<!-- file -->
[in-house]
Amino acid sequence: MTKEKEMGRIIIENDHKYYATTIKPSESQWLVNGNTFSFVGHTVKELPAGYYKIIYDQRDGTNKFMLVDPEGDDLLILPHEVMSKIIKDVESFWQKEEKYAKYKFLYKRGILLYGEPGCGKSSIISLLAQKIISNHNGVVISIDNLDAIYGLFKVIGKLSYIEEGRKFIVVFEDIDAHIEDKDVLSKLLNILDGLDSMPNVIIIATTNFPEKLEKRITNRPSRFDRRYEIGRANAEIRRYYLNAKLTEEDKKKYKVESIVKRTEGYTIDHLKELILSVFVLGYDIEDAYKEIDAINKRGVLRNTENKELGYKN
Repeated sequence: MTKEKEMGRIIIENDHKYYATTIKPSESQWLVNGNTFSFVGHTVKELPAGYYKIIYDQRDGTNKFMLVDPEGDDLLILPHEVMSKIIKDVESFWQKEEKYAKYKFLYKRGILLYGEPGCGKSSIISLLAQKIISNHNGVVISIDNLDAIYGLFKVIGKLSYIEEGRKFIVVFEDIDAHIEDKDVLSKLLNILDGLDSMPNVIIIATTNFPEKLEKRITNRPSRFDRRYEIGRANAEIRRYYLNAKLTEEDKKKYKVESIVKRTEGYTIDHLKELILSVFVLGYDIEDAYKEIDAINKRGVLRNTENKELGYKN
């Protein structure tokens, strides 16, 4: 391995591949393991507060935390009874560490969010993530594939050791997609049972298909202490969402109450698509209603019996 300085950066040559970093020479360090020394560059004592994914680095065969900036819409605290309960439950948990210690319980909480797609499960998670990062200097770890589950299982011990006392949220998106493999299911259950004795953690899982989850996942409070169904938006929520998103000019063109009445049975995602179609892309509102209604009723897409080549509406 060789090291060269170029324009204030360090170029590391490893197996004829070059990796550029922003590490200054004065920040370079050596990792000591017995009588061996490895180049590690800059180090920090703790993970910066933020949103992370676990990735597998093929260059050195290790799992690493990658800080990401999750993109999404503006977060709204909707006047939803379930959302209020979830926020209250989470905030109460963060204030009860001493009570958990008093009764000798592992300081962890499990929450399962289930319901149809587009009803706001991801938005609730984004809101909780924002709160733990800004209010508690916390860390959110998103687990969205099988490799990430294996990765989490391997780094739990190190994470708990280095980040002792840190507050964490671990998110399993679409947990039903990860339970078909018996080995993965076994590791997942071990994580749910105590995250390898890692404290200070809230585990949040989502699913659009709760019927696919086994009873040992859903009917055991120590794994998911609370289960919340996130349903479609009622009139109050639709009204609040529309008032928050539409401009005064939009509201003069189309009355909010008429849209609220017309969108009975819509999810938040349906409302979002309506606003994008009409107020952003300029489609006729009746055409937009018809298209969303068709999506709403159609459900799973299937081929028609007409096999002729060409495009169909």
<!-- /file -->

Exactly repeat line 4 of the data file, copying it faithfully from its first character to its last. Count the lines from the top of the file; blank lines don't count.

């Protein structure tokens, strides 16, 4: 391995591949393991507060935390009874560490969010993530594939050791997609049972298909202490969402109450698509209603019996 300085950066040559970093020479360090020394560059004592994914680095065969900036819409605290309960439950948990210690319980909480797609499960998670990062200097770890589950299982011990006392949220998106493999299911259950004795953690899982989850996942409070169904938006929520998103000019063109009445049975995602179609892309509102209604009723897409080549509406 060789090291060269170029324009204030360090170029590391490893197996004829070059990796550029922003590490200054004065920040370079050596990792000591017995009588061996490895180049590690800059180090920090703790993970910066933020949103992370676990990735597998093929260059050195290790799992690493990658800080990401999750993109999404503006977060709204909707006047939803379930959302209020979830926020209250989470905030109460963060204030009860001493009570958990008093009764000798592992300081962890499990929450399962289930319901149809587009009803706001991801938005609730984004809101909780924002709160733990800004209010508690916390860390959110998103687990969205099988490799990430294996990765989490391997780094739990190190994470708990280095980040002792840190507050964490671990998110399993679409947990039903990860339970078909018996080995993965076994590791997942071990994580749910105590995250390898890692404290200070809230585990949040989502699913659009709760019927696919086994009873040992859903009917055991120590794994998911609370289960919340996130349903479609009622009139109050639709009204609040529309008032928050539409401009005064939009509201003069189309009355909010008429849209609220017309969108009975819509999810938040349906409302979002309506606003994008009409107020952003300029489609006729009746055409937009018809298209969303068709999506709403159609459900799973299937081929028609007409096999002729060409495009169909």